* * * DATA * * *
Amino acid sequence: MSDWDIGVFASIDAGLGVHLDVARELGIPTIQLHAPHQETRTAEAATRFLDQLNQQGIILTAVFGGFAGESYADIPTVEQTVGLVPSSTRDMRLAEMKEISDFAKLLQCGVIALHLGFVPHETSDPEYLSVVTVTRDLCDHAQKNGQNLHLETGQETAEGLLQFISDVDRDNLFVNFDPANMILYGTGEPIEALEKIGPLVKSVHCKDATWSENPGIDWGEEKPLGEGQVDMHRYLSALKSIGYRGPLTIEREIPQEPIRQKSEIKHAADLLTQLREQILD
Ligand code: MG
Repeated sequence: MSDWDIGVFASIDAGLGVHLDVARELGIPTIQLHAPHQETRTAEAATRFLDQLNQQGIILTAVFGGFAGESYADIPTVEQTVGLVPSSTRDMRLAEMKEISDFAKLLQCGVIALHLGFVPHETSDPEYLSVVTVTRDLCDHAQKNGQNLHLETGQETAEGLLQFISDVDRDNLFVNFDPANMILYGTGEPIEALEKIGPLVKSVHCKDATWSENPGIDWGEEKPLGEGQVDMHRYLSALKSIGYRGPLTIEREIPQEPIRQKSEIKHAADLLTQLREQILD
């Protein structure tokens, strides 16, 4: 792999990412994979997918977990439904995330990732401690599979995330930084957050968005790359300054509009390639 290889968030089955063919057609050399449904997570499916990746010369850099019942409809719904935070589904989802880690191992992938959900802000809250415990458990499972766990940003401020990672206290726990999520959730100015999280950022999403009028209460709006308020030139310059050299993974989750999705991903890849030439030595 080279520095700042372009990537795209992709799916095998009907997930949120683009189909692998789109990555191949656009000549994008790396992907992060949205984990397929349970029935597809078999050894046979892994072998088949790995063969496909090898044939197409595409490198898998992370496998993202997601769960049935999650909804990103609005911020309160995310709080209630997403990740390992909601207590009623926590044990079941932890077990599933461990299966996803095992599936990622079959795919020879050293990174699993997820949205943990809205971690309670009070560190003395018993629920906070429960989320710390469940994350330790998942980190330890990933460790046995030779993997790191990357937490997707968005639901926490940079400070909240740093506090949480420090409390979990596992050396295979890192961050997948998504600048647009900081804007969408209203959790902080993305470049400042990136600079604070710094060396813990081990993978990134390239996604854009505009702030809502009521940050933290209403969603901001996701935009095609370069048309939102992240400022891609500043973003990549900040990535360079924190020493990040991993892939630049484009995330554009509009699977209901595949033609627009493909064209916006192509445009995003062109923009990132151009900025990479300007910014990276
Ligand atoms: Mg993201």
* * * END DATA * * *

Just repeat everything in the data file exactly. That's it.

Amino acid sequence: MSDWDIGVFASIDAGLGVHLDVARELGIPTIQLHAPHQETRTAEAATRFLDQLNQQGIILTAVFGGFAGESYADIPTVEQTVGLVPSSTRDMRLAEMKEISDFAKLLQCGVIALHLGFVPHETSDPEYLSVVTVTRDLCDHAQKNGQNLHLETGQETAEGLLQFISDVDRDNLFVNFDPANMILYGTGEPIEALEKIGPLVKSVHCKDATWSENPGIDWGEEKPLGEGQVDMHRYLSALKSIGYRGPLTIEREIPQEPIRQKSEIKHAADLLTQLREQILD
Ligand code: MG
Repeated sequence: MSDWDIGVFASIDAGLGVHLDVARELGIPTIQLHAPHQETRTAEAATRFLDQLNQQGIILTAVFGGFAGESYADIPTVEQTVGLVPSSTRDMRLAEMKEISDFAKLLQCGVIALHLGFVPHETSDPEYLSVVTVTRDLCDHAQKNGQNLHLETGQETAEGLLQFISDVDRDNLFVNFDPANMILYGTGEPIEALEKIGPLVKSVHCKDATWSENPGIDWGEEKPLGEGQVDMHRYLSALKSIGYRGPLTIEREIPQEPIRQKSEIKHAADLLTQLREQILD
């Protein structure tokens, strides 16, 4: 792999990412994979997918977990439904995330990732401690599979995330930084957050968005790359300054509009390639 290889968030089955063919057609050399449904997570499916990746010369850099019942409809719904935070589904989802880690191992992938959900802000809250415990458990499972766990940003401020990672206290726990999520959730100015999280950022999403009028209460709006308020030139310059050299993974989750999705991903890849030439030595 080279520095700042372009990537795209992709799916095998009907997930949120683009189909692998789109990555191949656009000549994008790396992907992060949205984990397929349970029935597809078999050894046979892994072998088949790995063969496909090898044939197409595409490198898998992370496998993202997601769960049935999650909804990103609005911020309160995310709080209630997403990740390992909601207590009623926590044990079941932890077990599933461990299966996803095992599936990622079959795919020879050293990174699993997820949205943990809205971690309670009070560190003395018993629920906070429960989320710390469940994350330790998942980190330890990933460790046995030779993997790191990357937490997707968005639901926490940079400070909240740093506090949480420090409390979990596992050396295979890192961050997948998504600048647009900081804007969408209203959790902080993305470049400042990136600079604070710094060396813990081990993978990134390239996604854009505009702030809502009521940050933290209403969603901001996701935009095609370069048309939102992240400022891609500043973003990549900040990535360079924190020493990040991993892939630049484009995330554009509009699977209901595949033609627009493909064209916006192509445009995003062109923009990132151009900025990479300007910014990276
Ligand atoms: Mg993201």